And many more! https://github.com/publiclab

We've done this when, for example, the sub-project is largely in a different language (like JavaScript), or when we think other projects might be interested in using it. The benefit is that people working on a highly specialized function can do so in a more controlled, self-contained -- and simpler! -- environment. And that it's possible to recruit help from other projects who may want to use that function along with you (read below for more on this).

However, this can tend to split your community -- the issues listings aren't shared, and it can be hard to maintain a sense of continuity across projects. We've solved this a bit with our cross-project Community Toolbox welcoming page:

https://publiclab.github.io/community-toolbox/#r=all

This lists first-timers-only and other issues for all Public Lab projects on GitHub. But we can surely do even better, and experimenting with GitHub "teams" as well.

## A bit of history

Although modularity is something fundamental in basically all coding, our first major foray into broader structural came with GSOC 2014 student Justin Manley's (@justinmanley) work on MapKnitter. He pushed us not only to develop clearer welcoming documentation for newcomers, but also to spin out projects like the heart of MapKnitter, Leaflet DistortableImage. We also took major inspiration from the work of the Hoodie project, which champions the "first-timers-only" workflow we use today.

Small modules as a design pattern has been championed by the Node.js community, where the NPM repository of modules has led to people developing tiny programs which, for example, provide formatting for numerals, or can just capitalize words. These tiny modules are interconnected into collections of thousands to form bigger programs, and to do this without constantly breaking, they follow something called Semantic Versioning. This means that the version number of each "release" of a mini-program carries information about what's changed.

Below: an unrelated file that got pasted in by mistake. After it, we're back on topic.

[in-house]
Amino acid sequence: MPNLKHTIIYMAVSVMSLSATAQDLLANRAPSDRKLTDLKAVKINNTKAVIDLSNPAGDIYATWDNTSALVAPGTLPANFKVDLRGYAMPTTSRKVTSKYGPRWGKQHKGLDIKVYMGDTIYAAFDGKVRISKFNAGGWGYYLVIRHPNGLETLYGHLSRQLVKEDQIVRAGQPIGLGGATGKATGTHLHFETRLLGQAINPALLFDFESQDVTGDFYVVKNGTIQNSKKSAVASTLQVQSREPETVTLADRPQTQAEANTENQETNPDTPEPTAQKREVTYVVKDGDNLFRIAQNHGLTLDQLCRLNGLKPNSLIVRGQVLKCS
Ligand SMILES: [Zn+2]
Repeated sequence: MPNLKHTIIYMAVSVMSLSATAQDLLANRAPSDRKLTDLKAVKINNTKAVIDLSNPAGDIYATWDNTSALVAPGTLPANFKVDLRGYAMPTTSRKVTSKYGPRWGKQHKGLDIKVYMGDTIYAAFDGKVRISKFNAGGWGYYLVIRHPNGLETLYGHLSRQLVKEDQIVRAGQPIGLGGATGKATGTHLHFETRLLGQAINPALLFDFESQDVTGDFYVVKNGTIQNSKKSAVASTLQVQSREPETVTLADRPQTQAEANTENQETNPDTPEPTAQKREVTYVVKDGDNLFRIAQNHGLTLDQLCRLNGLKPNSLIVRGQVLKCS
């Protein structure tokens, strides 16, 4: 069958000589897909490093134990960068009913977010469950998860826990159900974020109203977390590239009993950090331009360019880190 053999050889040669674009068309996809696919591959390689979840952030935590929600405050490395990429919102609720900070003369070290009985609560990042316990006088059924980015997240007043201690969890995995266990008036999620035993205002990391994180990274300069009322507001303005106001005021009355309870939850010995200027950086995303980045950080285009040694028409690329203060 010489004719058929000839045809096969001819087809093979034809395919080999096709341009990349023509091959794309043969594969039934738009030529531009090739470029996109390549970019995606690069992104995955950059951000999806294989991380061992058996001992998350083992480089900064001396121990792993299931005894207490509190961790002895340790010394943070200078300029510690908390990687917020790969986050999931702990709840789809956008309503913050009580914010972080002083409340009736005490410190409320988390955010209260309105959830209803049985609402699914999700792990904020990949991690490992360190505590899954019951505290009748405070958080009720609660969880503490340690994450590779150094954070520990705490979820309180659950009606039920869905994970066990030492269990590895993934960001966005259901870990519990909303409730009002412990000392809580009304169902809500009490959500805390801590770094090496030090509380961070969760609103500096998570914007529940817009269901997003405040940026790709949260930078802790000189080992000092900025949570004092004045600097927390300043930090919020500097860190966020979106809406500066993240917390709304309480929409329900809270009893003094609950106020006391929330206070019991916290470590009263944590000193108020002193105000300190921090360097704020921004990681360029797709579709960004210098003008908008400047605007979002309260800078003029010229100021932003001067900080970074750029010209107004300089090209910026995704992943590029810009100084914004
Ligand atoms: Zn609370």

These modules do their utmost to "not break" projects they've been used in, and so a version change from v1.0.0 to v2.0.0 indicates that some behaviors have been changed -- any lesser change, for example just adding new functionality without breaking old functionality -- would be indicated by a minor version bump, like v1.1.0 to v1.2.0. Bug fixes are the last digit. This may seem extraordinarily persnickity, but it provides confidence that a program will be pretty stable -- it's a kind of "agreement" between upstream and downstream programmers in interrelated projects.

We strive for something similar with tests. By accompanying your code with tests, and limiting the size of your changes, you can give other coders the confidence that your code won't break, or if it does, it'll complain by failing some tests! When done right, this can actually give newcomers a lot more confidence that they can make major changes and know (if tests are well-written) that they haven't broken anything.

Above, a checklist by @mridulnagpal for our Geographic features

## Putting it in practice

OK, so what does this mean for you?

If you're part of the PL code reviewers group, and you're there to help people out, try looking at GitHub issues that are too big to be solved in one big chunk, especially for newcomers. We use the tag break-me-up for these.

In the comments of an issue that could use breaking up, try to develop a checklist of things you can see happening one by one. Checklists can also help you recruit people to take on one or more steps, sharing the work. Do any of the make great first-timers-only issues?

As you complete each item, check it off the list and link to the issue or pull request where it was solved -- and thank the person who solved it!

Finally, if you propose a feature or bug fix, work with others to plan out these steps -- and ask for help! We're eager to pitch in.